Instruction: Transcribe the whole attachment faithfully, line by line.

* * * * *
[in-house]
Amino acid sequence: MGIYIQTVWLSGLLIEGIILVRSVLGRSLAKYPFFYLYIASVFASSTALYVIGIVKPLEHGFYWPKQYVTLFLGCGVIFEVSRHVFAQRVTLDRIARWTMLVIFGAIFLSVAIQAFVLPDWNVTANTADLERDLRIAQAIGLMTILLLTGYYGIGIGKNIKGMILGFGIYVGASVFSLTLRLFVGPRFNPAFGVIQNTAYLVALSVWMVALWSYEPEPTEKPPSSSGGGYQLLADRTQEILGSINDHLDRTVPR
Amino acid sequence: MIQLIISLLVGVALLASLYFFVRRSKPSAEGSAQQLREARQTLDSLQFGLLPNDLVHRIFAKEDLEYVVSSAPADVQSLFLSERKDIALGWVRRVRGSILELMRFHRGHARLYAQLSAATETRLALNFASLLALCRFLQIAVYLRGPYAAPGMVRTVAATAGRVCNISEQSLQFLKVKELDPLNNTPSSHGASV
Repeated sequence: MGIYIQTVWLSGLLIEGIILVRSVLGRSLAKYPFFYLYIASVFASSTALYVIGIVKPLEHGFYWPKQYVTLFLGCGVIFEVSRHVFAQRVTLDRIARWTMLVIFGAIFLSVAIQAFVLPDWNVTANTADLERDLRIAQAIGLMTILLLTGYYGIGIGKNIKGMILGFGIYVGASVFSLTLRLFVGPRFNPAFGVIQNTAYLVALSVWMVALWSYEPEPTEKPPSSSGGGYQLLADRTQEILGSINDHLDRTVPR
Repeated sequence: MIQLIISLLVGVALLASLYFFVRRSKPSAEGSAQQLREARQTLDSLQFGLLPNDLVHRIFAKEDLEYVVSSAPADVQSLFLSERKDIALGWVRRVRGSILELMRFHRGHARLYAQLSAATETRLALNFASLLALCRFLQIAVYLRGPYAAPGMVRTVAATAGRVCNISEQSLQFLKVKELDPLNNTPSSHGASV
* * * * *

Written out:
[in-house]
Amino acid sequence: MGIYIQTVWLSGLLIEGIILVRSVLGRSLAKYPFFYLYIASVFASSTALYVIGIVKPLEHGFYWPKQYVTLFLGCGVIFEVSRHVFAQRVTLDRIARWTMLVIFGAIFLSVAIQAFVLPDWNVTANTADLERDLRIAQAIGLMTILLLTGYYGIGIGKNIKGMILGFGIYVGASVFSLTLRLFVGPRFNPAFGVIQNTAYLVALSVWMVALWSYEPEPTEKPPSSSGGGYQLLADRTQEILGSINDHLDRTVPR
Amino acid sequence: MIQLIISLLVGVALLASLYFFVRRSKPSAEGSAQQLREARQTLDSLQFGLLPNDLVHRIFAKEDLEYVVSSAPADVQSLFLSERKDIALGWVRRVRGSILELMRFHRGHARLYAQLSAATETRLALNFASLLALCRFLQIAVYLRGPYAAPGMVRTVAATAGRVCNISEQSLQFLKVKELDPLNNTPSSHGASV
Repeated sequence: MGIYIQTVWLSGLLIEGIILVRSVLGRSLAKYPFFYLYIASVFASSTALYVIGIVKPLEHGFYWPKQYVTLFLGCGVIFEVSRHVFAQRVTLDRIARWTMLVIFGAIFLSVAIQAFVLPDWNVTANTADLERDLRIAQAIGLMTILLLTGYYGIGIGKNIKGMILGFGIYVGASVFSLTLRLFVGPRFNPAFGVIQNTAYLVALSVWMVALWSYEPEPTEKPPSSSGGGYQLLADRTQEILGSINDHLDRTVPR
Repeated sequence: MIQLIISLLVGVALLASLYFFVRRSKPSAEGSAQQLREARQTLDSLQFGLLPNDLVHRIFAKEDLEYVVSSAPADVQSLFLSERKDIALGWVRRVRGSILELMRFHRGHARLYAQLSAATETRLALNFASLLALCRFLQIAVYLRGPYAAPGMVRTVAATAGRVCNISEQSLQFLKVKELDPLNNTPSSHGASV